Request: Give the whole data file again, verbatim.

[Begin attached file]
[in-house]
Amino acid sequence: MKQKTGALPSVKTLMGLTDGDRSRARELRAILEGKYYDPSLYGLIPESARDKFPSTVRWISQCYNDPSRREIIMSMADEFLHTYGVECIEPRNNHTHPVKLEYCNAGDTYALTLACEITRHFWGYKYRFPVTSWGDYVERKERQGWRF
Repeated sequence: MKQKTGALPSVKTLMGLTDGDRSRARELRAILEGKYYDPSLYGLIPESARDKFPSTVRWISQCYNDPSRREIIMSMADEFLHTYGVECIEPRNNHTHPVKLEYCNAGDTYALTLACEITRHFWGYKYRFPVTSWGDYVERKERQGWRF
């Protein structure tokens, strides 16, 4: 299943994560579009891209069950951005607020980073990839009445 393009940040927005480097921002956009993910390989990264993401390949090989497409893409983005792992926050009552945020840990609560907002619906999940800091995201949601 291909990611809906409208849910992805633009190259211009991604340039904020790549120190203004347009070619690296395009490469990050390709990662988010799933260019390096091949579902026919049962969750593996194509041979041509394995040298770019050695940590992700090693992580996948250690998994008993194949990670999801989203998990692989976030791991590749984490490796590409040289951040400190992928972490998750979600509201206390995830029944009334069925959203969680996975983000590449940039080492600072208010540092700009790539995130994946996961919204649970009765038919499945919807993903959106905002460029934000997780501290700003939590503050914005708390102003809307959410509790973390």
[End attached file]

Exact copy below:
[in-house]
Amino acid sequence: MKQKTGALPSVKTLMGLTDGDRSRARELRAILEGKYYDPSLYGLIPESARDKFPSTVRWISQCYNDPSRREIIMSMADEFLHTYGVECIEPRNNHTHPVKLEYCNAGDTYALTLACEITRHFWGYKYRFPVTSWGDYVERKERQGWRF
Repeated sequence: MKQKTGALPSVKTLMGLTDGDRSRARELRAILEGKYYDPSLYGLIPESARDKFPSTVRWISQCYNDPSRREIIMSMADEFLHTYGVECIEPRNNHTHPVKLEYCNAGDTYALTLACEITRHFWGYKYRFPVTSWGDYVERKERQGWRF
């Protein structure tokens, strides 16, 4: 299943994560579009891209069950951005607020980073990839009445 393009940040927005480097921002956009993910390989990264993401390949090989497409893409983005792992926050009552945020840990609560907002619906999940800091995201949601 291909990611809906409208849910992805633009190259211009991604340039904020790549120190203004347009070619690296395009490469990050390709990662988010799933260019390096091949579902026919049962969750593996194509041979041509394995040298770019050695940590992700090693992580996948250690998994008993194949990670999801989203998990692989976030791991590749984490490796590409040289951040400190992928972490998750979600509201206390995830029944009334069925959203969680996975983000590449940039080492600072208010540092700009790539995130994946996961919204649970009765038919499945919807993903959106905002460029934000997780501290700003939590503050914005708390102003809307959410509790973390």